The Oak Ridger
May 18, 2000

Story last updated at 12:58 p.m. on Thursday, May 18, 2000

Trout spawning or flood prevention -- quality of life goal the same

by Donna Smith
Oak Ridger staff

CLINTON -- An engineer's community service project to make Coal Creek fit for the spawning of trout may help nearby residents in their quest to get debris removed from the creek in order to stop flooding.

No matter, said Engineer Barry Thacker, the main objective is to improve the quality of life in and around the Coal Creek watershed. Coal Creek extends from Lake City to the nearby mountainous communities of Fraterville, Briceville and Beech Grove.

Thacker explained his service project, the Coal Creek Clean Stream Initiative, to people Monday night in the Anderson County Courthouse. He said since 1977 mining companies have been putting $200 million to $250 million a year into the federal Abandoned Mine Land Trust to restore and clean up land and waters near abandoned mines. A total of approximately $1.6 billion now exists for these efforts across the nation, he said.

While many states hire engineers to develop project proposals to submit to the government to obtain money, he said, Tennessee doesn't have the funds for hiring engineers. That's one reason he took up the Coal Creek initiative for a service project, he said, with another being that Coal Creek was one of the first areas he worked on when he came to the state in the 1980s.

He works as a consultant with various groups, including mining companies, on assessing and correcting environmental matters.

Coal Creek needed "a good story" to set it apart from other entities applying for funds, he said.

"I'm a trout fisherman, like I said," Thacker told the audience composed of mainly county commissioners. "I fish the Clinch River."

But the supply of trout in the Clinch is sparse, he explained, and that got him to thinking about Coal Creek's possibilities. He showed photos of Coal Creek that look almost identical to streams in the Smoky Mountains, where trout fishing is now good.

He submitted his idea to take environmental action that would enable trout to spawn in Coal Creek to the federal Office of Surface Mining, which oversees the revenue for the projects.

OSM officials loved it, he said.

The officials identified the various actions Thacker must take to apply for the funds. Those actions include forming a group of watershed supporters, getting the support of local government and obtaining permission from landowners to work on the land near the creek.

He got the support outside Anderson County, he explained, illustrating his point by saying that a professor and 15 students from a college in Maine came to Briceville for a special day highlighting the Coal Creek watershed -- but few people from Anderson County attended.

"Inside Anderson County people act like I've got leprosy or something," he said, joking that next time he'd take on planting flowers as his community service project.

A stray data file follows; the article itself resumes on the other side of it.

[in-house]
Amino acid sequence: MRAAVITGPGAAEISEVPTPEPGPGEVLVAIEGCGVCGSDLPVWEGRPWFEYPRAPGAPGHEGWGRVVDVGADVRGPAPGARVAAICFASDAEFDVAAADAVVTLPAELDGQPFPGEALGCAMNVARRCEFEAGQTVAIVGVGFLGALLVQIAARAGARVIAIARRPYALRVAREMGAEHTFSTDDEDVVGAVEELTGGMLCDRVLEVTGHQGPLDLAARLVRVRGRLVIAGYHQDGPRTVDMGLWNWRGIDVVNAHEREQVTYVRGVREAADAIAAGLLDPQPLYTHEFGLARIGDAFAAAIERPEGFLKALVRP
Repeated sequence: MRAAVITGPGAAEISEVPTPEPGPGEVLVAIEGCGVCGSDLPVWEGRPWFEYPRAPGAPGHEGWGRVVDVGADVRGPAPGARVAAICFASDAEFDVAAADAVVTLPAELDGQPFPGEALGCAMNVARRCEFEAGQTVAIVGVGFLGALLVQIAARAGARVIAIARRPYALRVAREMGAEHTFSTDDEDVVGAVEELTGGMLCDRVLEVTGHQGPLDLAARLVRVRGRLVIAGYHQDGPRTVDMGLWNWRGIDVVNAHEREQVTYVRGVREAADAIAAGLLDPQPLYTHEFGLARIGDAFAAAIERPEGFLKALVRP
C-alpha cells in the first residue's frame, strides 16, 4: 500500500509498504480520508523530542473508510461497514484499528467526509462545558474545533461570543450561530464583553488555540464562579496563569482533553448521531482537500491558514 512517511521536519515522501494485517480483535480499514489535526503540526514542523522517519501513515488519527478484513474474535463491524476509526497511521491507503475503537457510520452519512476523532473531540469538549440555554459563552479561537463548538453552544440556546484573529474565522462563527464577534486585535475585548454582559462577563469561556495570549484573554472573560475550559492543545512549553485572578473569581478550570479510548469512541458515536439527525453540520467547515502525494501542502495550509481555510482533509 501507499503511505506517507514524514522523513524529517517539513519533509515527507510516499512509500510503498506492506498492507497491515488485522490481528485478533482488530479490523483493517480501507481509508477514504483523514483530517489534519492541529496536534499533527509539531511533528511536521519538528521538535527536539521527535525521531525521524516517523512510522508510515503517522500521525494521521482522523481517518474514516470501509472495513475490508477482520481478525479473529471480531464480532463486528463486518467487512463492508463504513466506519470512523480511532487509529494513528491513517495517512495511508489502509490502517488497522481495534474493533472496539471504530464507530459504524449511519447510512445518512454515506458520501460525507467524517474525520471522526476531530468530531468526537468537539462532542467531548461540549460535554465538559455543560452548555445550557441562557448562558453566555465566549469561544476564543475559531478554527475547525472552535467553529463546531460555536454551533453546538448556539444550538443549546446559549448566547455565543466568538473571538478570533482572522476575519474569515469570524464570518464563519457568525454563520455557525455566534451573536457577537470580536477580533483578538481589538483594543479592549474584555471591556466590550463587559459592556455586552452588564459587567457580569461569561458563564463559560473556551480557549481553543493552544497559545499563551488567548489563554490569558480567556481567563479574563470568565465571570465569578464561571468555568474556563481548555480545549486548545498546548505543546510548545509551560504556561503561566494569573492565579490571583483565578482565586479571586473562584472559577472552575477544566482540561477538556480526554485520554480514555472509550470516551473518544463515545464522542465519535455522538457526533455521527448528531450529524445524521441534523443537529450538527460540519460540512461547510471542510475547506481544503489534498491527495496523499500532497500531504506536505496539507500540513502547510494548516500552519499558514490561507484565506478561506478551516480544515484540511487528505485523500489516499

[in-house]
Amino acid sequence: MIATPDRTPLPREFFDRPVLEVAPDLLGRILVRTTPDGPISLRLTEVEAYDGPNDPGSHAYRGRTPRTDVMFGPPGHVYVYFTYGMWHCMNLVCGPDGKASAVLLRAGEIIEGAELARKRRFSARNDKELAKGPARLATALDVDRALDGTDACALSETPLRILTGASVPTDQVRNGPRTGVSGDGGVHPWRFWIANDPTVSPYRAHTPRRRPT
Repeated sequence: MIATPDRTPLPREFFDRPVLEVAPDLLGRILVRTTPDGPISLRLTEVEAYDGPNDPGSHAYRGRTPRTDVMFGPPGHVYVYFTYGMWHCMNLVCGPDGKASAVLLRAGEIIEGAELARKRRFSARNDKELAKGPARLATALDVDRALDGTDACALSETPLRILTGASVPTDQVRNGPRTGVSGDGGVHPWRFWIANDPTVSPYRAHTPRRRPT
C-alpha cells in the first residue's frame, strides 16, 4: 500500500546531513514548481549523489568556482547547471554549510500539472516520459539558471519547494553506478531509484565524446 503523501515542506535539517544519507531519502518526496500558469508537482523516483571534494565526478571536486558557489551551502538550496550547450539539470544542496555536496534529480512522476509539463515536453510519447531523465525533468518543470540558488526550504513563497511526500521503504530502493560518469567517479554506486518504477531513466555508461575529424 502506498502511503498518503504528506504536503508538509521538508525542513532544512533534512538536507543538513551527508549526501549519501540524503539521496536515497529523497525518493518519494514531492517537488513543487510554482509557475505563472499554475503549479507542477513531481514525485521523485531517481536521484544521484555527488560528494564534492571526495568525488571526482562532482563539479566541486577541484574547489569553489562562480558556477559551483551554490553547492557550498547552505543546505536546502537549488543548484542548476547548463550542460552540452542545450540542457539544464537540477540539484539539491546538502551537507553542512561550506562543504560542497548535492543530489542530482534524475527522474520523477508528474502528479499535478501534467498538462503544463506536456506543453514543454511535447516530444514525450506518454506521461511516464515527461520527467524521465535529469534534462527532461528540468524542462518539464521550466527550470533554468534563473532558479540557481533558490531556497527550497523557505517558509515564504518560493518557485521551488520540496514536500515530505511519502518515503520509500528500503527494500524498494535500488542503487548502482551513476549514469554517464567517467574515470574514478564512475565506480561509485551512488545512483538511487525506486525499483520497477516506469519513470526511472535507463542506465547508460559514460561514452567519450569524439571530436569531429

The Maine students and professor read about the initiative on Thacker's Web page at www.coalcreekaml.com, which is getting many visitors, he said.

He talked to teachers at Briceville Elementary about the project and to Jim Stewart, Anderson County director of schools, about getting the students involved. The teachers' input on how they wanted the Briceville clinic reopened to provide health services for needy children led Thacker to incorporate quality-of-life issues into his plans that will be submitted to the OSM, he explained.

He also met with a Tennessee Valley Authority engineer as part of his project, and that engineer gave Thacker a "preview" of a report on Coal Creek that will be sent to county officials in a month. That preview, he said, includes:


* TVA officials' judgment that the work done on Coal Creek in the 1970s is still doing its work in controlling flooding.


* The fact that there would still have been some flooding even if the county had been maintaining the creek since the 1970s -- as was agreed upon between TVA and the county. The county didn't follow through on this pact, which has upset residents living alongside the creek.


* A TVA recommendation to the Federal Emergency Management Agency that Coal Creek is much in need of restudy. FEMA would give funds to TVA to restudy the creek situation and that study could then be sent to the Tennessee Department of Environment and Conservation, he said.

Any federal or state money obtained by Thacker's project or the county government would be used to improve the creek situation, which is a common goal, Thacker indicated.

Residents along Coal Creek have been petitioning the commission to get debris cleaned from the creek and for other assistance in stopping flooding along the creek.

On Monday night, the Rev. Roy Daugherty told commissioners, at their meeting in the Courthouse, that Briceville and Fraterville people met Friday and voted to support Project Impact, a federal program that aims to prevent disasters.

Project Impact is perhaps the best way to get funds to take care of the problem since the "county is broke," Daugherty said.

The commission Monday night approved a motion supporting Project Impact and supporting Thacker's stream initiative. County Executive Rex Lynch said County Engineer Todd Johnson could work with Thacker in coordinating efforts, which he had listed as one of his needs for the county to support.

Commissioners also instructed Lynch to proceed in work to get federal monies for Coal Creek work.

In a related matter, the commission approved a resolution urging the U.S. secretary of the Interior to increase the disbursement of funds under the Abandoned Mine Land Trust, enabling more old mine sites to be reclaimed and the cleanup of water resources in the state, efforts which would also provide more jobs.

 
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